Using others' words to write my own post-mortem

Jay Cost notes in a Romney campaign post-mortem:

It is fair to say that Romney was a polarizing candidate. Few candidates rouse such strongly divergent feelings among his fellow partisans. All campaign cycle, my email inbox has been full of people telling me Romney was the GOP's best hope and people telling me he would ruin the party.

Cost posits:

How might these negative attacks have hurt Romney? My sense is that it likely kept him from winning over those who supported McCain or Huckabee. That is, at its most basic level, it backfired; not only did it fail to convince Huckabee or McCain voters to back Romney, it alienated those voters from him. Pew found that Romney's net favorability rating among McCain voters was just +7 in January and +1 in February; among Huckabee voters it was -9 in January and -4 in February. The only candidate who had so much trouble with another candidate's voters is Giuliani, who was not liked by Huckabee voters. This is different - Rudy's divergence on social issues and his scandal-plagued autumn can explain most of that disregard.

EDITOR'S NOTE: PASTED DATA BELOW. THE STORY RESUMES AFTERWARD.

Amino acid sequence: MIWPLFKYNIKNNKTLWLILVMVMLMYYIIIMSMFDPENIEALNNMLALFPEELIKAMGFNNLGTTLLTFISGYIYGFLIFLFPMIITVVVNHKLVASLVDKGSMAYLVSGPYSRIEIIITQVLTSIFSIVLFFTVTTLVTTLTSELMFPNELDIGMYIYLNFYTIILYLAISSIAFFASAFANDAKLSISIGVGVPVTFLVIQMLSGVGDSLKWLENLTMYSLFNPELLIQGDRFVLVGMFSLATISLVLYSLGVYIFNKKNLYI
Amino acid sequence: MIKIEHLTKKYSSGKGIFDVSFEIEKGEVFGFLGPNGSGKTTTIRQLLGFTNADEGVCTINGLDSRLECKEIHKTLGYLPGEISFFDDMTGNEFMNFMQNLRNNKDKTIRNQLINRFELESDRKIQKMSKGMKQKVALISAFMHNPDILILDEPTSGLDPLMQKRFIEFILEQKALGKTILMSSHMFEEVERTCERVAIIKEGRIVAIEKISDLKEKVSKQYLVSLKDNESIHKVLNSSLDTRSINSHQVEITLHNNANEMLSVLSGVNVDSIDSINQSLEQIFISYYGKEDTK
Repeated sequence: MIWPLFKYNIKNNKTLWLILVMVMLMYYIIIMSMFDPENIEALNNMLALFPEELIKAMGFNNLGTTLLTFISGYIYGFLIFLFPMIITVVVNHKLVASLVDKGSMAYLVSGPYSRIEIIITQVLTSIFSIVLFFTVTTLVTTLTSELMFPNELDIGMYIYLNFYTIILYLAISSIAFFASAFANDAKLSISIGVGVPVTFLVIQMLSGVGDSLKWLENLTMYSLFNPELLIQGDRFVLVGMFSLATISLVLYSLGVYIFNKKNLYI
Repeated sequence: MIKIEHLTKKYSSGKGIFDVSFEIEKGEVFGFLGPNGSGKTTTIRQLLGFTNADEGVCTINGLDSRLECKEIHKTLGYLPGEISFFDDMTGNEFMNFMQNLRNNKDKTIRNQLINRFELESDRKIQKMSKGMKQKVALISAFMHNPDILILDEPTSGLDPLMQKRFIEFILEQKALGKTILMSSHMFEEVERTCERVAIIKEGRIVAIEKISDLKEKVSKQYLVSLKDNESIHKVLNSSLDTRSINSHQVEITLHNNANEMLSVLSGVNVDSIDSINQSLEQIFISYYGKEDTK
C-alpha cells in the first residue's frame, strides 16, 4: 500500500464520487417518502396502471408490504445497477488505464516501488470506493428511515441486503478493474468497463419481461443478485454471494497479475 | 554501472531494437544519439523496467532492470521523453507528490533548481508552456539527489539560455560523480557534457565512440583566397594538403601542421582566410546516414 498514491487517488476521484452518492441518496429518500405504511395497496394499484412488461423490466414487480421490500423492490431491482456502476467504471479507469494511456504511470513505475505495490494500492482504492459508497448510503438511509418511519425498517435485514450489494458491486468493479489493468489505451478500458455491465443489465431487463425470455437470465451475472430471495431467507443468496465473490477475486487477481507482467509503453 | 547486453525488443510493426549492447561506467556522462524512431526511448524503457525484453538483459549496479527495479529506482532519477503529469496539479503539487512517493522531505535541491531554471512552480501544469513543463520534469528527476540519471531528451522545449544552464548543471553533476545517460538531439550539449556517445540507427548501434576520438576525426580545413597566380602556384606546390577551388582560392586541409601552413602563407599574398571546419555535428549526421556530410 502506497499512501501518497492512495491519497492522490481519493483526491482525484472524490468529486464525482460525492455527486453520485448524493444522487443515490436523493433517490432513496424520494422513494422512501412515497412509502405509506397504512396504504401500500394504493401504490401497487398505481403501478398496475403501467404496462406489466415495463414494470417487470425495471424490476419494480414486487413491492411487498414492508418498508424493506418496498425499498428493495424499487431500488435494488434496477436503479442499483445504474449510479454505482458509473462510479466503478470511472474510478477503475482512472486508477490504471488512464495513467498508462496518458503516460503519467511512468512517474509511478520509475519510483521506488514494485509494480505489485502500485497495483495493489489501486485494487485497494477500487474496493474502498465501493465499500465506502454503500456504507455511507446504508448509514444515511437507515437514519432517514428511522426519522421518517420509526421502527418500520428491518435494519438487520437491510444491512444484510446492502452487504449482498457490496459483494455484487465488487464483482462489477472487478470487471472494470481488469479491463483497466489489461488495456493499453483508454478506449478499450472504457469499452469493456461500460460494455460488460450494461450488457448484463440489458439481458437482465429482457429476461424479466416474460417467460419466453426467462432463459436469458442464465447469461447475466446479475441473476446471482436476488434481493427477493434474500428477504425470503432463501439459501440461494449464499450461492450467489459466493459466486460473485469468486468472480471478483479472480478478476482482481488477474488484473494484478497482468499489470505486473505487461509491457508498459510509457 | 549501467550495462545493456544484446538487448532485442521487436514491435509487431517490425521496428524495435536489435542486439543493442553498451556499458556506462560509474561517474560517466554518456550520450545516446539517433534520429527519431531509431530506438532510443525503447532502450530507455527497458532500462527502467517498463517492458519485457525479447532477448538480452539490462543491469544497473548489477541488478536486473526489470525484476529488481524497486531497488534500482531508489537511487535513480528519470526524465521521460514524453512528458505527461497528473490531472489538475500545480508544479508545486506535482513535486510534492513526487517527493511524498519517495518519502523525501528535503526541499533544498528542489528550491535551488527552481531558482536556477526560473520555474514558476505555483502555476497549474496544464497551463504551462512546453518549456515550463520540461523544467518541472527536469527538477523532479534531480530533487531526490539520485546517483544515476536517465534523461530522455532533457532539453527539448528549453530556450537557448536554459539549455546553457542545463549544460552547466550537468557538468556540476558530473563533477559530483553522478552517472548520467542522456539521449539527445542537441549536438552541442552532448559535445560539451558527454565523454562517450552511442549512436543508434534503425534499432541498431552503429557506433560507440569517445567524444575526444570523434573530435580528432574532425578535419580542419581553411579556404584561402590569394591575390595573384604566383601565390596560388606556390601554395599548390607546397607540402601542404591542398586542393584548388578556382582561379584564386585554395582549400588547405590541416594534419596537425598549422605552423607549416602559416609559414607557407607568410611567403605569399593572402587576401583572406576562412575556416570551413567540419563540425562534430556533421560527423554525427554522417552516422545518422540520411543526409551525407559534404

I think the fact that Romney was viewed so poorly by McCain and Huckabee voters, but not Giuliani voters is a consequence of his attacks on McCain and Huckabee.

I think Cost is onto something. Romney attacked frequently -- and sometimes spuriously -- on issues, even though he had flip-flopped on the issue. That's the sort of thing that will reduce your chance of winning over an opponent's supporters.

Campaigns are about introducing yourself to the public and why you're the best choice for the office. Which is why individual tactics -- however advisable on a micro-level some tactics are -- must fit an overall strategy. Frequently Romney seemed to be sending the message that he would do anything to win, or that he was too weak to stand up to his advisers suggestions. Voters don't tend to like either possibility.

Posted by Evan @ 02/08/08 02:23 PM


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